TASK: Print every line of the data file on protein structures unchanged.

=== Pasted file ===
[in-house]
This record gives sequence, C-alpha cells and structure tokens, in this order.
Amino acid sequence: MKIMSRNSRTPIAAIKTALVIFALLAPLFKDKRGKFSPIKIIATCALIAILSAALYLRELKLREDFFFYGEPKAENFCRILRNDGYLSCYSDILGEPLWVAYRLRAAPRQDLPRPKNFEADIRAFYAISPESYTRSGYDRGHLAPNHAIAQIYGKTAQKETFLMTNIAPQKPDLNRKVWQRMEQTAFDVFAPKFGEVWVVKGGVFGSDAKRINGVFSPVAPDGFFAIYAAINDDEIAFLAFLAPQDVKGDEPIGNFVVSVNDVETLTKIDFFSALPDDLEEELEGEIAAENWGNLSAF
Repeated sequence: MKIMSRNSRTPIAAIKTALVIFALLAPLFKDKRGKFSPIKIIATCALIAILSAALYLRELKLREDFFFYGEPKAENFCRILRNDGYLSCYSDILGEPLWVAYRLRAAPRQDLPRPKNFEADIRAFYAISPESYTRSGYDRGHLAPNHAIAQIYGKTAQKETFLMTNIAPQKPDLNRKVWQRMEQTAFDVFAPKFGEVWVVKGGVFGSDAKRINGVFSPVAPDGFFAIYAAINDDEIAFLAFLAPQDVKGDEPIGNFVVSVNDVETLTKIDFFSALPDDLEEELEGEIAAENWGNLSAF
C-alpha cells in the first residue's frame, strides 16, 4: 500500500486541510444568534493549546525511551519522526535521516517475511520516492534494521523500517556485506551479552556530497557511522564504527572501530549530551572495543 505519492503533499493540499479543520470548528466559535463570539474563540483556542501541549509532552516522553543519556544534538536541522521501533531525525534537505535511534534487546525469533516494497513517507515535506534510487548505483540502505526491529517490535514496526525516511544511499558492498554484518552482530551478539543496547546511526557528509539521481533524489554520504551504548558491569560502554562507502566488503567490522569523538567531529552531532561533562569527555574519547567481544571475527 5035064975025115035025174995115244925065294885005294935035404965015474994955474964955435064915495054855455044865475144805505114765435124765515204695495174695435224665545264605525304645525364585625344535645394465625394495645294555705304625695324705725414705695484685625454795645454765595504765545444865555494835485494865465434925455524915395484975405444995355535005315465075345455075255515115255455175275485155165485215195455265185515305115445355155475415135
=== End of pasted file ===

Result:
[in-house]
This record gives sequence, C-alpha cells and structure tokens, in this order.
Amino acid sequence: MKIMSRNSRTPIAAIKTALVIFALLAPLFKDKRGKFSPIKIIATCALIAILSAALYLRELKLREDFFFYGEPKAENFCRILRNDGYLSCYSDILGEPLWVAYRLRAAPRQDLPRPKNFEADIRAFYAISPESYTRSGYDRGHLAPNHAIAQIYGKTAQKETFLMTNIAPQKPDLNRKVWQRMEQTAFDVFAPKFGEVWVVKGGVFGSDAKRINGVFSPVAPDGFFAIYAAINDDEIAFLAFLAPQDVKGDEPIGNFVVSVNDVETLTKIDFFSALPDDLEEELEGEIAAENWGNLSAF
Repeated sequence: MKIMSRNSRTPIAAIKTALVIFALLAPLFKDKRGKFSPIKIIATCALIAILSAALYLRELKLREDFFFYGEPKAENFCRILRNDGYLSCYSDILGEPLWVAYRLRAAPRQDLPRPKNFEADIRAFYAISPESYTRSGYDRGHLAPNHAIAQIYGKTAQKETFLMTNIAPQKPDLNRKVWQRMEQTAFDVFAPKFGEVWVVKGGVFGSDAKRINGVFSPVAPDGFFAIYAAINDDEIAFLAFLAPQDVKGDEPIGNFVVSVNDVETLTKIDFFSALPDDLEEELEGEIAAENWGNLSAF
C-alpha cells in the first residue's frame, strides 16, 4: 500500500486541510444568534493549546525511551519522526535521516517475511520516492534494521523500517556485506551479552556530497557511522564504527572501530549530551572495543 505519492503533499493540499479543520470548528466559535463570539474563540483556542501541549509532552516522553543519556544534538536541522521501533531525525534537505535511534534487546525469533516494497513517507515535506534510487548505483540502505526491529517490535514496526525516511544511499558492498554484518552482530551478539543496547546511526557528509539521481533524489554520504551504548558491569560502554562507502566488503567490522569523538567531529552531532561533562569527555574519547567481544571475527 5035064975025115035025174995115244925065294885005294935035404965015474994955474964955435064915495054855455044865475144805505114765435124765515204695495174695435224665545264605525304645525364585625344535645394465625394495645294555705304625695324705725414705695484685625454795645454765595504765545444865555494835485494865465434925455524915395484975405444995355535005315465075345455075255515115255455175275485155165485215195455265185515305115445355155475415135